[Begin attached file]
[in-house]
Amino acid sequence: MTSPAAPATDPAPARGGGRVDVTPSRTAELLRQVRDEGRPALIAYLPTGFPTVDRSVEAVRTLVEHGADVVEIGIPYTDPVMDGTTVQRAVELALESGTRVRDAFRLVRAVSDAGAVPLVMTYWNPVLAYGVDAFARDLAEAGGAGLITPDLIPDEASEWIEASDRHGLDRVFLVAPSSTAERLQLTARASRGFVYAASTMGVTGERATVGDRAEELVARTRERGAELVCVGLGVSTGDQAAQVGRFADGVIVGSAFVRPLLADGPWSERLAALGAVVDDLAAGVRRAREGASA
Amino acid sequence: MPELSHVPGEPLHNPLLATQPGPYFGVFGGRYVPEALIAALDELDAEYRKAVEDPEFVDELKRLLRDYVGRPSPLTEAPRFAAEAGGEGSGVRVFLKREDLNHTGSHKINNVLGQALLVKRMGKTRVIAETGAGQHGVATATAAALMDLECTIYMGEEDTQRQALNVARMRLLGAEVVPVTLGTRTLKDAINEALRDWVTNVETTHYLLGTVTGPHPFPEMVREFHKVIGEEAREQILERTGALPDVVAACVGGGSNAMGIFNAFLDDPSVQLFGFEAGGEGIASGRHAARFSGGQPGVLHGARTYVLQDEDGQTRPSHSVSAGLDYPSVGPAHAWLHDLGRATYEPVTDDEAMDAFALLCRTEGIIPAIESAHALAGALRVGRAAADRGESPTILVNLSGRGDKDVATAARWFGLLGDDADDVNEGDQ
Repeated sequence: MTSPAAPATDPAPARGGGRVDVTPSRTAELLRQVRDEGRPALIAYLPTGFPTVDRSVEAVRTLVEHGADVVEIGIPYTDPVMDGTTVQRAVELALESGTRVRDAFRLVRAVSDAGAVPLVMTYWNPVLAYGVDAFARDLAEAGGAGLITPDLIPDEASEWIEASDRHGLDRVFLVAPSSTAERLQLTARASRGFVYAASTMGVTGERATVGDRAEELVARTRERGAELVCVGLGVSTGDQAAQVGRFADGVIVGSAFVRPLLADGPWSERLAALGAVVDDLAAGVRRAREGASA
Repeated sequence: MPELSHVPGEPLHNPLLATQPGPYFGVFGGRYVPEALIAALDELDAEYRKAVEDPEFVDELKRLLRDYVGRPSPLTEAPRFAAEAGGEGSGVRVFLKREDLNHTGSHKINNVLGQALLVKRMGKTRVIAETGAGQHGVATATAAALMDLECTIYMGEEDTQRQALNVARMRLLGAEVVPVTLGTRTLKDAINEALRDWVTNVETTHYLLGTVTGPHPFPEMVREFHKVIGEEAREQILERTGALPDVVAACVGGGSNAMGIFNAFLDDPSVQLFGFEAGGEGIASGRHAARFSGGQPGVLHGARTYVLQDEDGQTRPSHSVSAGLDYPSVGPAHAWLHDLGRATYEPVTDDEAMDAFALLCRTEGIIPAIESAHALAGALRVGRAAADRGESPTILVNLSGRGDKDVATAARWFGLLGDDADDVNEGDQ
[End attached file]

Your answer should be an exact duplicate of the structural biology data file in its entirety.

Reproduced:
[in-house]
Amino acid sequence: MTSPAAPATDPAPARGGGRVDVTPSRTAELLRQVRDEGRPALIAYLPTGFPTVDRSVEAVRTLVEHGADVVEIGIPYTDPVMDGTTVQRAVELALESGTRVRDAFRLVRAVSDAGAVPLVMTYWNPVLAYGVDAFARDLAEAGGAGLITPDLIPDEASEWIEASDRHGLDRVFLVAPSSTAERLQLTARASRGFVYAASTMGVTGERATVGDRAEELVARTRERGAELVCVGLGVSTGDQAAQVGRFADGVIVGSAFVRPLLADGPWSERLAALGAVVDDLAAGVRRAREGASA
Amino acid sequence: MPELSHVPGEPLHNPLLATQPGPYFGVFGGRYVPEALIAALDELDAEYRKAVEDPEFVDELKRLLRDYVGRPSPLTEAPRFAAEAGGEGSGVRVFLKREDLNHTGSHKINNVLGQALLVKRMGKTRVIAETGAGQHGVATATAAALMDLECTIYMGEEDTQRQALNVARMRLLGAEVVPVTLGTRTLKDAINEALRDWVTNVETTHYLLGTVTGPHPFPEMVREFHKVIGEEAREQILERTGALPDVVAACVGGGSNAMGIFNAFLDDPSVQLFGFEAGGEGIASGRHAARFSGGQPGVLHGARTYVLQDEDGQTRPSHSVSAGLDYPSVGPAHAWLHDLGRATYEPVTDDEAMDAFALLCRTEGIIPAIESAHALAGALRVGRAAADRGESPTILVNLSGRGDKDVATAARWFGLLGDDADDVNEGDQ
Repeated sequence: MTSPAAPATDPAPARGGGRVDVTPSRTAELLRQVRDEGRPALIAYLPTGFPTVDRSVEAVRTLVEHGADVVEIGIPYTDPVMDGTTVQRAVELALESGTRVRDAFRLVRAVSDAGAVPLVMTYWNPVLAYGVDAFARDLAEAGGAGLITPDLIPDEASEWIEASDRHGLDRVFLVAPSSTAERLQLTARASRGFVYAASTMGVTGERATVGDRAEELVARTRERGAELVCVGLGVSTGDQAAQVGRFADGVIVGSAFVRPLLADGPWSERLAALGAVVDDLAAGVRRAREGASA
Repeated sequence: MPELSHVPGEPLHNPLLATQPGPYFGVFGGRYVPEALIAALDELDAEYRKAVEDPEFVDELKRLLRDYVGRPSPLTEAPRFAAEAGGEGSGVRVFLKREDLNHTGSHKINNVLGQALLVKRMGKTRVIAETGAGQHGVATATAAALMDLECTIYMGEEDTQRQALNVARMRLLGAEVVPVTLGTRTLKDAINEALRDWVTNVETTHYLLGTVTGPHPFPEMVREFHKVIGEEAREQILERTGALPDVVAACVGGGSNAMGIFNAFLDDPSVQLFGFEAGGEGIASGRHAARFSGGQPGVLHGARTYVLQDEDGQTRPSHSVSAGLDYPSVGPAHAWLHDLGRATYEPVTDDEAMDAFALLCRTEGIIPAIESAHALAGALRVGRAAADRGESPTILVNLSGRGDKDVATAARWFGLLGDDADDVNEGDQ